Author Brings His Barbecue — Er, Barbeque — Book to Charleston

863.4-sc-bbq_home-team-001Lake High is coming to town this Saturday to promote his new book, A History of South Carolina Barbeque. That’s “barbeque” with a “q”, a stylistic decision that’s likely to inflame partisans of a tradition that prizes debate as much as deliciousness.

Barbecue – as the AP Style Guide prefers it – is commonly abbreviated as BBQ, Bar-B-Q and just plain ‘Q’. As Texas Monthly’s barbecue editor, Daniel Vaughn, last year wrote in a blog post for the Southern Foodways Alliance, such shorthand is so popular with pitmasters that “I once asked Aaron Franklin if he spelled out the name of his Austin brisket temple, Franklin Barbecue, on purpose. He confirmed that it was intentional—‘BBQ just sounds like you’re in a hurry’.”

But putting a ‘q’ in ‘barbeque’ is slightly more controversial. That’s because the word barbecue is universally acknowledged as having derived from the Spanish word barbacoa. The spelling ‘barbeque’ recalls a debunked folk theory that the word came from the French barbe a queue or head-to-tail. Continue reading

The Green Door to Close on Oct. 31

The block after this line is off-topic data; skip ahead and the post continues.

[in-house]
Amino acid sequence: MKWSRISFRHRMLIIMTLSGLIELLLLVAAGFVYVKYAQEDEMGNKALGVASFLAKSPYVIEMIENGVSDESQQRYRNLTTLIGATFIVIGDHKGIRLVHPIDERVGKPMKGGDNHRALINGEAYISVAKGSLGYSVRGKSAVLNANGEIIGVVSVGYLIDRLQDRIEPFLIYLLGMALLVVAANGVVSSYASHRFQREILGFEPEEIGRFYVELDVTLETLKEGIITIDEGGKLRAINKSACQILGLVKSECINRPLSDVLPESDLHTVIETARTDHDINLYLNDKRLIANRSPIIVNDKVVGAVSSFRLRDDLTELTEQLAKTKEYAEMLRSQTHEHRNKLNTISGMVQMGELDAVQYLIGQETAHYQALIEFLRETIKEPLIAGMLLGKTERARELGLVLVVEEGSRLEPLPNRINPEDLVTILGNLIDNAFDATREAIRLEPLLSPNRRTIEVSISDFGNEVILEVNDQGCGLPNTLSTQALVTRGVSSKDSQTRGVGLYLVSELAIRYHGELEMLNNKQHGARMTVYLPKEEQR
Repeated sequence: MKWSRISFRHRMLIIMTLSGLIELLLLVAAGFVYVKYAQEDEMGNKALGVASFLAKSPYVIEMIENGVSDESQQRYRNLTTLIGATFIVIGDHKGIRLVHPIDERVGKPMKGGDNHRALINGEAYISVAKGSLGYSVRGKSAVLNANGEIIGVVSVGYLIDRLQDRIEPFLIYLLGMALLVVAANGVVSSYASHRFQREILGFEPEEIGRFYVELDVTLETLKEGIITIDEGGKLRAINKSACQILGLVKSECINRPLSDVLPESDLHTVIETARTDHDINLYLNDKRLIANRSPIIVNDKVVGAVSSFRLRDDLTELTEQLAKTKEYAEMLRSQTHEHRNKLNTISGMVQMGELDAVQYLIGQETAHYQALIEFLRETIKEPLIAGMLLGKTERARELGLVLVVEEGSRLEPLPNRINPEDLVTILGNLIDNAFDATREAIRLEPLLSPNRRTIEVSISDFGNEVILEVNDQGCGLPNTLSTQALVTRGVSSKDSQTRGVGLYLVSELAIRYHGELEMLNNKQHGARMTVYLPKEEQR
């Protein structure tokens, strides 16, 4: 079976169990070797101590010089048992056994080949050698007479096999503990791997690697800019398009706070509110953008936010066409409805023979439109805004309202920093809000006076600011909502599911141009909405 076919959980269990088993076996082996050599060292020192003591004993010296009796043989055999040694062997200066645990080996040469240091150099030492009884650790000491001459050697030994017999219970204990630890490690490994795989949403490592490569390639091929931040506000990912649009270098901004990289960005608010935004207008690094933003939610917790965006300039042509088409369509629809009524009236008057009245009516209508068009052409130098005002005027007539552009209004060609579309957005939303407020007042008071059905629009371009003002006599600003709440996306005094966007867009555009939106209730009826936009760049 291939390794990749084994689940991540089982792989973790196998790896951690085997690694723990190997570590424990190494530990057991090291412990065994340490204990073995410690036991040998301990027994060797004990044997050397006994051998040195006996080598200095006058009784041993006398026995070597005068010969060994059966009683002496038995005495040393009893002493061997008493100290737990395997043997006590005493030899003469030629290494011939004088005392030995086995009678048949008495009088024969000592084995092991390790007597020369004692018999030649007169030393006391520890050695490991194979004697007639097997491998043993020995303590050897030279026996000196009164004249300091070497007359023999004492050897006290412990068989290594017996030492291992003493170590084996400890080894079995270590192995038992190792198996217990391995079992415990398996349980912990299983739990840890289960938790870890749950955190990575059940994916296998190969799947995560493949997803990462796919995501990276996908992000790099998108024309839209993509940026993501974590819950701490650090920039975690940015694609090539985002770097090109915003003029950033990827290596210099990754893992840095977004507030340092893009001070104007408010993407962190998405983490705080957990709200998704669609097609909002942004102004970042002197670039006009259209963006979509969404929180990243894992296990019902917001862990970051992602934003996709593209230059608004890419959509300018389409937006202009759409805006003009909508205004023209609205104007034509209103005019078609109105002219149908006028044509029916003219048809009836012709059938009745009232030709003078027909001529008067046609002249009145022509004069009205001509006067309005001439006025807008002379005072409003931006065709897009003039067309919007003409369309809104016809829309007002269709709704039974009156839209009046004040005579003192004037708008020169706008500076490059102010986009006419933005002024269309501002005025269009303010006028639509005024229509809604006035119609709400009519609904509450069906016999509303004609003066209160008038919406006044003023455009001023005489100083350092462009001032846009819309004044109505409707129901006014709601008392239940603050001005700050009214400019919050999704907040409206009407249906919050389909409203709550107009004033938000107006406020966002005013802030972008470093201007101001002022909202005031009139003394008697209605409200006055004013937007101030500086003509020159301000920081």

gdoorThe minds behind Charleston’s most reliably inventive restaurant will now have to think creatively about location, since Big John’s Tavern is booting out The Green Door at month’s end.

The Roti Rolls spinoff late last year took up residence in the downtown dive bar, which was then run by brothers Chris and Jim Condon. But unbeknownst to Green Door owner Cory Burke, the building belonged to their uncle, Ryan, co-owner of The Crab Shack, a local seafood chain. When Ryan Condon took over Big John’s operations, doing away with braised pig heads and kimchi grilled cheese sandwiches was high on his priority list, Burke says.

“He apparently never liked Green Door,” Burke says. “He doesn’t like our food. He hates everything we’ve done.”

Ryan Condon did not immediately return a call seeking comment. Continue reading